Friday, February 5, 2010

Don't Hate Me Because I'm an Introvert

Don't you just love it when your friends, who know your issues, take an opportunity to remind you of those issues?

I mean, it's not like I don't know my issues, right? I know I wear holey socks and that my husband hates it when I do that. (I actually think that when I wear holey socks it makes him feel like he can't provide socks without holes for our family. Trust me, he can. It's just that I hate to throw anything away, especially socks, because I know that once they're in my shoes nobody can see the holes.)

I know that I tend to ask my teenage daughters too many questions--what mom of teenagers doesn't? (And just for the record, too many questions would be exactly one. One question is too many for them.)

I know that I have an irrational dislike of people who make loud, repetative noises in public and that nervous tics make me, well, nervous.

I have issues. What can I say?

But one of my "issues," if you can even call it that, has become even bigger and more glaring the older I get and the longer I'm a stay-at-home mom. Because my issue is that I've become an introvert.

Oh sure, you could probably argue that a person is born that way, and maybe I was. Looking back now I realize that I spent lots of hours alone as a child, wandering through the cornfields with a book in my hand. I mean, when you grow up on a farm, there really aren't that many people to be social with. Maybe I just didn't get enough practice being social, I don't know. I guess the difference is that when you're an introvert you don't really mind that there's nobody around to bug you.

Anyway, back to my issues and to my friend who pointed one out to me. Recently Amy sent me a quick email that said, "This is perfect for you. You'll love it." And there was a link to an article titled, "Caring for Your Introvert" by Jonathan Rauch.

Well, I'm here to tell you that love it I did. It's one of those articles that you wish you were reading with someone else in the room so you could go, "Oh, listen to this! Isn't that just like me?" That article (go click on the title above to read the full text), written by a self-described introvert, pretty much sums up yours truly to a tee.

The author describes introverts as misunderstood people who don't really hate other people, they just don't like or need to be around them that much. He says every introvert's motto is "I'm O.K., you're O.K.--in small doses."

Bwahahah. Get it? If so, you, too, might be an introvert.

I'm kind of a slow learner, though, and not all that self-aware, because I really didn't come to a full realization of the level of my introversion until a few years ago, when I was driving home from a writer's conference with my friend, Cheryl. Cheryl-the-extrovert.

She was driving (thank goodness!) and chattering on and on about how great the weekend was and about all the great people she had met and all the great conversations she had had. Everything was GREAT! And there I sat in the passenger's seat, quietly listening to Cheryl recount her absolutely fabulously great weekend.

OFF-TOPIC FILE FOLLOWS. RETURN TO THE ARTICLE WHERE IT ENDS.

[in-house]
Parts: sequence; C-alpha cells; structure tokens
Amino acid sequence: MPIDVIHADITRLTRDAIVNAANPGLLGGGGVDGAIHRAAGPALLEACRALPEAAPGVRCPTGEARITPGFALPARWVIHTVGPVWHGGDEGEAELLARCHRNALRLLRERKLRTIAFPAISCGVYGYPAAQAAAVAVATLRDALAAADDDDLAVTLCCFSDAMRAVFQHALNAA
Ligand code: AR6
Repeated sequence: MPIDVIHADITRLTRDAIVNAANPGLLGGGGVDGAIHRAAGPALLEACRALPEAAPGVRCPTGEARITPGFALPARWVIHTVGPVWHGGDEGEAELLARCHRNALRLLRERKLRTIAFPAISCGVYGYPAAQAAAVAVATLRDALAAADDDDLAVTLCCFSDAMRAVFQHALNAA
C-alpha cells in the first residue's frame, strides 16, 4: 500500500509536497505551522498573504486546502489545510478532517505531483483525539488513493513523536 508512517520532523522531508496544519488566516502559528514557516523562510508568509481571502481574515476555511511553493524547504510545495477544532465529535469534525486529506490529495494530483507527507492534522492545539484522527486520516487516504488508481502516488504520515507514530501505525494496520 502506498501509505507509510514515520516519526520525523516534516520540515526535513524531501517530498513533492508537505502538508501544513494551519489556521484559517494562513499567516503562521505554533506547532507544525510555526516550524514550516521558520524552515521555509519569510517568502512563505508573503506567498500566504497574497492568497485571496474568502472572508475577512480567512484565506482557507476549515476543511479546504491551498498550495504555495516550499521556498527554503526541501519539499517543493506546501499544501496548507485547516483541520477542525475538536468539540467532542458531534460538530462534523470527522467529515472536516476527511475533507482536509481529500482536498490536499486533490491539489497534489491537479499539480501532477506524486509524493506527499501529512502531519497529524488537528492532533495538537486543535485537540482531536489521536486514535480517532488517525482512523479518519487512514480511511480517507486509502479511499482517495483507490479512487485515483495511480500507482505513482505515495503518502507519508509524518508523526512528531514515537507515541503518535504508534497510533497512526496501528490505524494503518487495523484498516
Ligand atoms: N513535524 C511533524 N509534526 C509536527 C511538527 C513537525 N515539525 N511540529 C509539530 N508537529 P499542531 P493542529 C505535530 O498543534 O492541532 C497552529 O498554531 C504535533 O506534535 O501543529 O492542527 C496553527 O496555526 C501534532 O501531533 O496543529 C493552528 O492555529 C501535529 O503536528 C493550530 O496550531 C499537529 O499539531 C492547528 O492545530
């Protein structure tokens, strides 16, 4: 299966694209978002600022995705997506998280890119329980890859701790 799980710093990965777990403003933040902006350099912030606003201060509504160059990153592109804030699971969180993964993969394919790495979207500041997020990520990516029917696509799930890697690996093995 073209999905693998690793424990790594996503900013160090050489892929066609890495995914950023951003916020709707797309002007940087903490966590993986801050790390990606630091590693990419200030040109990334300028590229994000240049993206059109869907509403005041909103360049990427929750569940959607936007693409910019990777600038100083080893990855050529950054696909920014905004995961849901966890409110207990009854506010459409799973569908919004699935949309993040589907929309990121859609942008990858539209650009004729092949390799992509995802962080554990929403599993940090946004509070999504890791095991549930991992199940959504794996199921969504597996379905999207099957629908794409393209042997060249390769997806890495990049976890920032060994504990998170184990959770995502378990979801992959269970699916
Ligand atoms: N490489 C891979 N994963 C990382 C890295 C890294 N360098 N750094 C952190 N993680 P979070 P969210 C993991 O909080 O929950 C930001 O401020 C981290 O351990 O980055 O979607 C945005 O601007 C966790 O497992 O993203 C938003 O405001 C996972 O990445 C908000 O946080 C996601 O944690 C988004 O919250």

It's not that I didn't also have a great weekend--I had. I loved every minute of it, but I realized as we drove and she talked that my tank was empty. I had had enough of talking and listening and conversing and schmoozing. I was completely depleted and had nothing left. I desperately needed to get alone for a while to recharge my batteries.

As I made this observation to my friend, she just laughed and admitted that she was completely opposite from me in that way. After being with people all weekend she was charged up, ready to go. She could have taken many more days just like that weekend and have been perfectly happy.

So, of course I had to laugh when I read this in the article Amy sent to me: "After an hour or two of being socially 'on,' we introverts need to turn off and recharge. My own formula is roughly two hours alone for every hour of socializing."

I like that formula: two hours "off" for every hour "on."

Rauch is quick to add that introverts aren't trying to be rude or arrogant, although that's how we can come across sometimes; it's just that we're playing things out in our head instead of through our mouths.

Which brings me to my current conundrum. I'm going away this weekend. On a retreat. A women's retreat. Do you know what that does to an introvert like me? It makes me want to run the other way. It makes me want to hide. It makes me want to slather myself in lotion and slide right out of the picture for a while.

Because you know women. Women like to talk (so do some men I know, but that's another post for another day). Most women, I would venture to say, are extroverts. And introverts like me make extroverts like most women kind of nervous.

I think they think we're weird. Or worse, as Rauch points out, aloof or arrogant.

But we're not. We just need a little more time alone so that we can actually muster up enough energy to spend time with the rest of you. Talking. And listening. And socializing.

But here's the thing. I am excited about going on this retreat because of some of the great women I'm going to be able to spend time with. I'm going to suck it up, that need to be alone, and I am going to socialize. I'm going to talk. And I'm going to listen. And I'm going to try with everything that is in my to NOT come across as aloof.

Even though I'll be counting down the hours until I can be home again. Safe in my little haven. With people who understand my need to just be quiet. And alone. Blessedly alone.

Come Monday.